Last week, I laugh-snorted my way through a live show for the popular podcast Guys We F*cked in Toronto. Comedy duo Corinne Fisher and Krystyna Hutchinson host the sex-positive “anti-slut-shaming podcast” and are also the co-authors of F*cked: Being Sexually Explorative and Self-Confident in a World That’s Screwed, which hits shelves next month. Together, they’re helping dismantle the stigma around women and sex, including the persistent notion that we neither like nor want it — and if we do, we’re deviant, unworthy, and deserving of ridicule.
I hadn’t listened to the podcast before, but my friends love it, so we went. Early on, Fisher and Hutchinson invited audience members on stage for rapid therapy sessions. They put seven minutes on a timer and tried to get through as many people as possible. The second woman to go up told the audience she was heavily into kink — to hearty applause.
But after she’d asked her question — which involved BDSM, her recent discovery that her partner was married, and her feeling that as his submissive she couldn’t confront him about it — and heard an answer she didn’t like, she turned to the audience and laser-beamed scorn at us: “You vanilla people don’t understand anything.” By that she meant people who enjoy quote-unquote typical sex — boring people. Fisher and Hutchinson noted that it was just as uncool for her to shame those who liked “vanilla” sex as it was for people to shame her for preferring the kinky kind. And the audience cheered that, too.
Still, in my years researching sex-positive communities, I’ve often encountered the “vanilla is bad” argument. In November 2015, I attended a sex-positive conference in Toronto called Playground. For two days, a wonderful and diverse array of people, of all orientations and genders, took over the bland Holiday Inn. During one packed workshop, we were forced to introduce ourselves to one another by sharing something about ourselves: our favourite ice cream flavour. Unused to describing myself as a frozen dessert (and not realizing the flavours were sexual metaphors), I followed the instructions literally, shaking hands and declaring “tiger tail” for 15 agonizing minutes.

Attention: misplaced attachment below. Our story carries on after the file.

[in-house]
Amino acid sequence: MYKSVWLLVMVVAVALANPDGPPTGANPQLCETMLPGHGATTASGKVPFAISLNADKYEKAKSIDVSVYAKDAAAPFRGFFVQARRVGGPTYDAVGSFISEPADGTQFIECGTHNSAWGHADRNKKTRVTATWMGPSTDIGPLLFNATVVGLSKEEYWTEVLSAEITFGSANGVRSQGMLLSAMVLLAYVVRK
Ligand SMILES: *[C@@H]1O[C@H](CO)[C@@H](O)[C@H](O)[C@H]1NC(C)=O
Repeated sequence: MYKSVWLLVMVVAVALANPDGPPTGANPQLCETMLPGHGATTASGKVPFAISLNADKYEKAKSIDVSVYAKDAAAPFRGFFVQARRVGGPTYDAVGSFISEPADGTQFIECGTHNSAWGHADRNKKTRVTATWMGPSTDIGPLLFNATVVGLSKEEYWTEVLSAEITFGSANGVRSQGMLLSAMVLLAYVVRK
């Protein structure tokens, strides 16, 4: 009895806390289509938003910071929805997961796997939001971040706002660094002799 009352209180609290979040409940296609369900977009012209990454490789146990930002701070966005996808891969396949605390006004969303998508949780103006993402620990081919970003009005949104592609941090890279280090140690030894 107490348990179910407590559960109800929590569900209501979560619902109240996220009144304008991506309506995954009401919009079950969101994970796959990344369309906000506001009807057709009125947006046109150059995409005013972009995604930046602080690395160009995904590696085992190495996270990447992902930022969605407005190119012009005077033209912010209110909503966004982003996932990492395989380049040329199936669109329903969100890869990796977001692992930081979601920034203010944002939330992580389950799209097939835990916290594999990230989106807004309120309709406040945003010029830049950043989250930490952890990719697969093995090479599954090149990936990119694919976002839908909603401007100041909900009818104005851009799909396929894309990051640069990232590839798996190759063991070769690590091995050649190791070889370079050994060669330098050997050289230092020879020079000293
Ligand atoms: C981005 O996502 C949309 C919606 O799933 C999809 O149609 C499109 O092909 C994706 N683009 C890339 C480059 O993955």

Only when the host asked who’d picked vanilla and just a few people sheepishly raised their hands did I realize what we were doing. (I also wondered where tiger tail landed on the sexual-preference-as-ice-cream spectrum.) When she asked participants to describe the flavour, shouts of “Boring!” and “Plain!” thundered through the stuffy conference room. As the vanilla-ites turned red-faced, our host explained that while some found it bland, others thought vanilla was rich and creamy. We should, she said, never judge what other people liked. Sex positivity was about accepting all flavours — even the unexciting ones.
The idea persists, however, that if you like “vanilla” sex, you’re a loser. And where sex-positive rhetoric gets murky is in promoting the idea that a woman who’s into threesomes or BDSM, for instance, is more sexually empowered than one who isn’t. The danger in accepting this — that empowerment somehow correlates with adventurousness — is that it uses all the same patriarchal tropes to define our sexuality and our desires.
Shortly after Playground, I interviewed Kate McCombs, a New York-based sex educator and founder of the sex-positive group Sex Geekdom. “I’m really tired of seeing sex-positive meaning sex-mandatory,” she told me. “It’s this idea that everyone needs to be having all this super sexy sex all the time.” For McCombs, sex positivity is about eradicating people’s feelings of shame around sex, regardless of how much they’re having — or what kind. Sex-positive spaces should also be “safe spaces.” We shouldn’t let them become hypersexual UFC octagons — may the most adventurous woman win.
“We talk about sex in the wrong way,” said McCombs in our interview. “I see a lot of conversations about what is sexy, or about what celebrity is humping whom, but we don’t talk about sex in a way that’s actually meaningful.” Popular conceptions of sex positivity still rely on musty stereotypes about wild women — ones that only reinforce male standards (and fantasies) of female sexuality that continue to inform mass-media narratives, romance novels, and rom-coms.
In pursuit of our own sexual lives, it sometimes feels as if we’re creating duplicates of the same box we’ve been to confined forever. We are liberated only so much as we are able to be fantasies; we are allowed to reclaim, but not to create.
I don’t want us just to step outside the box: I want us to throw it away. I want us to talk more meaningfully about sex, to engage honestly with one another and ourselves about what our sexual lives and fantasies might look like outside our restrictive history. That’s no easy task. But we can start by eliminating shame and normalizing desire as a powerful force in and of itself — by enjoying vanilla, and every other flavour we damn well please.
Lauren McKeon is the digital editor of The Walrus. She's the author of F-Bomb: Dispatches from the War on Feminism, published by Goose Lane Editions.
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